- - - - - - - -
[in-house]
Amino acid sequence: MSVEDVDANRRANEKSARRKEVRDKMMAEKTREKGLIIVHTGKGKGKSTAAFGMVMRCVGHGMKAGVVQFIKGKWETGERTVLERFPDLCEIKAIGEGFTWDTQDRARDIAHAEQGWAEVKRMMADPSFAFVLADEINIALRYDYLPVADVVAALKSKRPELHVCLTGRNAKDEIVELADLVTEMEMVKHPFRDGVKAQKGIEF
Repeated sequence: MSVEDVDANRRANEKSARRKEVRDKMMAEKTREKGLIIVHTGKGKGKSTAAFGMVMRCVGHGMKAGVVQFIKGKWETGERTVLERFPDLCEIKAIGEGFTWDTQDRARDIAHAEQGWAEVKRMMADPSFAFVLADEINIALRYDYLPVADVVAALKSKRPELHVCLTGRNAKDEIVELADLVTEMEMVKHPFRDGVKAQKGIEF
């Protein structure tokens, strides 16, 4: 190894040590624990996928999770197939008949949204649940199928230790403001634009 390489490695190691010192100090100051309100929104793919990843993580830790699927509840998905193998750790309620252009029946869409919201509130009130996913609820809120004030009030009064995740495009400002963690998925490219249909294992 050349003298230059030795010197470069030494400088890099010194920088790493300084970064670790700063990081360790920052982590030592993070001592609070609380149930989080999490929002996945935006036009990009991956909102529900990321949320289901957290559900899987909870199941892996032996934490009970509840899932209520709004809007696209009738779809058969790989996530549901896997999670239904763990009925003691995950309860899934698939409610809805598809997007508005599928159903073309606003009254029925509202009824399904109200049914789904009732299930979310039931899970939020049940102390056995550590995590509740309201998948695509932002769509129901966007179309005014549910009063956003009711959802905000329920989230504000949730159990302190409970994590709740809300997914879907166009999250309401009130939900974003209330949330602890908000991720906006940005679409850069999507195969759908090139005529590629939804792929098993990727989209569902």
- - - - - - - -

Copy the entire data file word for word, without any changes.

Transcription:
[in-house]
Amino acid sequence: MSVEDVDANRRANEKSARRKEVRDKMMAEKTREKGLIIVHTGKGKGKSTAAFGMVMRCVGHGMKAGVVQFIKGKWETGERTVLERFPDLCEIKAIGEGFTWDTQDRARDIAHAEQGWAEVKRMMADPSFAFVLADEINIALRYDYLPVADVVAALKSKRPELHVCLTGRNAKDEIVELADLVTEMEMVKHPFRDGVKAQKGIEF
Repeated sequence: MSVEDVDANRRANEKSARRKEVRDKMMAEKTREKGLIIVHTGKGKGKSTAAFGMVMRCVGHGMKAGVVQFIKGKWETGERTVLERFPDLCEIKAIGEGFTWDTQDRARDIAHAEQGWAEVKRMMADPSFAFVLADEINIALRYDYLPVADVVAALKSKRPELHVCLTGRNAKDEIVELADLVTEMEMVKHPFRDGVKAQKGIEF
């Protein structure tokens, strides 16, 4: 190894040590624990996928999770197939008949949204649940199928230790403001634009 390489490695190691010192100090100051309100929104793919990843993580830790699927509840998905193998750790309620252009029946869409919201509130009130996913609820809120004030009030009064995740495009400002963690998925490219249909294992 050349003298230059030795010197470069030494400088890099010194920088790493300084970064670790700063990081360790920052982590030592993070001592609070609380149930989080999490929002996945935006036009990009991956909102529900990321949320289901957290559900899987909870199941892996032996934490009970509840899932209520709004809007696209009738779809058969790989996530549901896997999670239904763990009925003691995950309860899934698939409610809805598809997007508005599928159903073309606003009254029925509202009824399904109200049914789904009732299930979310039931899970939020049940102390056995550590995590509740309201998948695509932002769509129901966007179309005014549910009063956003009711959802905000329920989230504000949730159990302190409970994590709740809300997914879907166009999250309401009130939900974003209330949330602890908000991720906006940005679409850069999507195969759908090139005529590629939804792929098993990727989209569902």